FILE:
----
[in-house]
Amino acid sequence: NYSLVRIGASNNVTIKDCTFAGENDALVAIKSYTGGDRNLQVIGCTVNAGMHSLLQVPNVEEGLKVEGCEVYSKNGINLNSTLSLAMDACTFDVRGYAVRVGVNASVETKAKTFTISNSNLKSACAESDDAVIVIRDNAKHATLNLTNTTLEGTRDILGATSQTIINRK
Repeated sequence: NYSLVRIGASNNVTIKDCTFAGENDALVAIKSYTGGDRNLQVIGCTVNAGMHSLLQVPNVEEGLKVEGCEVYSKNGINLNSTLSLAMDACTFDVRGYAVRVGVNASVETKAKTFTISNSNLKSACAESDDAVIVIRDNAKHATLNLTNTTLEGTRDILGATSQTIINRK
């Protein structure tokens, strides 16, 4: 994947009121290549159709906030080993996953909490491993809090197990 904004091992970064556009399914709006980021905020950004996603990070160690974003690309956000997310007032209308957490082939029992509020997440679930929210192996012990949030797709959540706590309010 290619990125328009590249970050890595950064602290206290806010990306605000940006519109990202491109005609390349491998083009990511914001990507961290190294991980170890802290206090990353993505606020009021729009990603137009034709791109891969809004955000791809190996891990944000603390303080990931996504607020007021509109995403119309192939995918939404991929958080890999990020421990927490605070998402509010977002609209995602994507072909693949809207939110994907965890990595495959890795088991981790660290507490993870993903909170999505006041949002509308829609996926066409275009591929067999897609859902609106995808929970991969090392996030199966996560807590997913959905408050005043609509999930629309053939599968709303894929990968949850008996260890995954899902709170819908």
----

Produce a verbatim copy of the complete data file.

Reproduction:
[in-house]
Amino acid sequence: NYSLVRIGASNNVTIKDCTFAGENDALVAIKSYTGGDRNLQVIGCTVNAGMHSLLQVPNVEEGLKVEGCEVYSKNGINLNSTLSLAMDACTFDVRGYAVRVGVNASVETKAKTFTISNSNLKSACAESDDAVIVIRDNAKHATLNLTNTTLEGTRDILGATSQTIINRK
Repeated sequence: NYSLVRIGASNNVTIKDCTFAGENDALVAIKSYTGGDRNLQVIGCTVNAGMHSLLQVPNVEEGLKVEGCEVYSKNGINLNSTLSLAMDACTFDVRGYAVRVGVNASVETKAKTFTISNSNLKSACAESDDAVIVIRDNAKHATLNLTNTTLEGTRDILGATSQTIINRK
């Protein structure tokens, strides 16, 4: 994947009121290549159709906030080993996953909490491993809090197990 904004091992970064556009399914709006980021905020950004996603990070160690974003690309956000997310007032209308957490082939029992509020997440679930929210192996012990949030797709959540706590309010 290619990125328009590249970050890595950064602290206290806010990306605000940006519109990202491109005609390349491998083009990511914001990507961290190294991980170890802290206090990353993505606020009021729009990603137009034709791109891969809004955000791809190996891990944000603390303080990931996504607020007021509109995403119309192939995918939404991929958080890999990020421990927490605070998402509010977002609209995602994507072909693949809207939110994907965890990595495959890795088991981790660290507490993870993903909170999505006041949002509308829609996926066409275009591929067999897609859902609106995808929970991969090392996030199966996560807590997913959905408050005043609509999930629309053939599968709303894929990968949850008996260890995954899902709170819908």